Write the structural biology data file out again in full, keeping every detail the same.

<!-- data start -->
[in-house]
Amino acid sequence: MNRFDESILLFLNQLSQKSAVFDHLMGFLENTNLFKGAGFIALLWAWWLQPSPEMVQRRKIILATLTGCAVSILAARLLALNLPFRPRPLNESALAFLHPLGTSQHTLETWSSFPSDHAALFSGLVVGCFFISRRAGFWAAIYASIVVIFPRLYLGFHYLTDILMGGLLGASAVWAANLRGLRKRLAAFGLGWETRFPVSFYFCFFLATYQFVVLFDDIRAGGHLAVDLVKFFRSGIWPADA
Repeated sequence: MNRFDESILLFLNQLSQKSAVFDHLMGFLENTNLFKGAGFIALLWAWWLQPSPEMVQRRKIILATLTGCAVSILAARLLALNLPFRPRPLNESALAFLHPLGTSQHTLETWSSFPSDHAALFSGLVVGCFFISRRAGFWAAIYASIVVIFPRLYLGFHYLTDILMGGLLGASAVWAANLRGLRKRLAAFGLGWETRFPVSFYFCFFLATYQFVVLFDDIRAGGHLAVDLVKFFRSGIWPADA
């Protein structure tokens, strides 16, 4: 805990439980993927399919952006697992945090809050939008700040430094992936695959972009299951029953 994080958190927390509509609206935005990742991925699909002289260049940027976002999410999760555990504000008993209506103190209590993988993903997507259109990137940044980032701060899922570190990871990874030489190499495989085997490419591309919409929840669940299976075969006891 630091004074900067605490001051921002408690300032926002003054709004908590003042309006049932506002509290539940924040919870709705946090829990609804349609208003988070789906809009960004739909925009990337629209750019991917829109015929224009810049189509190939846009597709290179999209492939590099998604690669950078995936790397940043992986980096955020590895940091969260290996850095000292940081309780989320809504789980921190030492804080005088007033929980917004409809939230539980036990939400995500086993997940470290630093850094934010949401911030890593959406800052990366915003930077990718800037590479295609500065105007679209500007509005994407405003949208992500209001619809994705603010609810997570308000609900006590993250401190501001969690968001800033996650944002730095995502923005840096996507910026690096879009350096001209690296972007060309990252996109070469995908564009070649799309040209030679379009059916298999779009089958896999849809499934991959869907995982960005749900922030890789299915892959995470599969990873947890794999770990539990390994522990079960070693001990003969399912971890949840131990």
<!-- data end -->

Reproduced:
[in-house]
Amino acid sequence: MNRFDESILLFLNQLSQKSAVFDHLMGFLENTNLFKGAGFIALLWAWWLQPSPEMVQRRKIILATLTGCAVSILAARLLALNLPFRPRPLNESALAFLHPLGTSQHTLETWSSFPSDHAALFSGLVVGCFFISRRAGFWAAIYASIVVIFPRLYLGFHYLTDILMGGLLGASAVWAANLRGLRKRLAAFGLGWETRFPVSFYFCFFLATYQFVVLFDDIRAGGHLAVDLVKFFRSGIWPADA
Repeated sequence: MNRFDESILLFLNQLSQKSAVFDHLMGFLENTNLFKGAGFIALLWAWWLQPSPEMVQRRKIILATLTGCAVSILAARLLALNLPFRPRPLNESALAFLHPLGTSQHTLETWSSFPSDHAALFSGLVVGCFFISRRAGFWAAIYASIVVIFPRLYLGFHYLTDILMGGLLGASAVWAANLRGLRKRLAAFGLGWETRFPVSFYFCFFLATYQFVVLFDDIRAGGHLAVDLVKFFRSGIWPADA
């Protein structure tokens, strides 16, 4: 805990439980993927399919952006697992945090809050939008700040430094992936695959972009299951029953 994080958190927390509509609206935005990742991925699909002289260049940027976002999410999760555990504000008993209506103190209590993988993903997507259109990137940044980032701060899922570190990871990874030489190499495989085997490419591309919409929840669940299976075969006891 630091004074900067605490001051921002408690300032926002003054709004908590003042309006049932506002509290539940924040919870709705946090829990609804349609208003988070789906809009960004739909925009990337629209750019991917829109015929224009810049189509190939846009597709290179999209492939590099998604690669950078995936790397940043992986980096955020590895940091969260290996850095000292940081309780989320809504789980921190030492804080005088007033929980917004409809939230539980036990939400995500086993997940470290630093850094934010949401911030890593959406800052990366915003930077990718800037590479295609500065105007679209500007509005994407405003949208992500209001619809994705603010609810997570308000609900006590993250401190501001969690968001800033996650944002730095995502923005840096996507910026690096879009350096001209690296972007060309990252996109070469995908564009070649799309040209030679379009059916298999779009089958896999849809499934991959869907995982960005749900922030890789299915892959995470599969990873947890794999770990539990390994522990079960070693001990003969399912971890949840131990």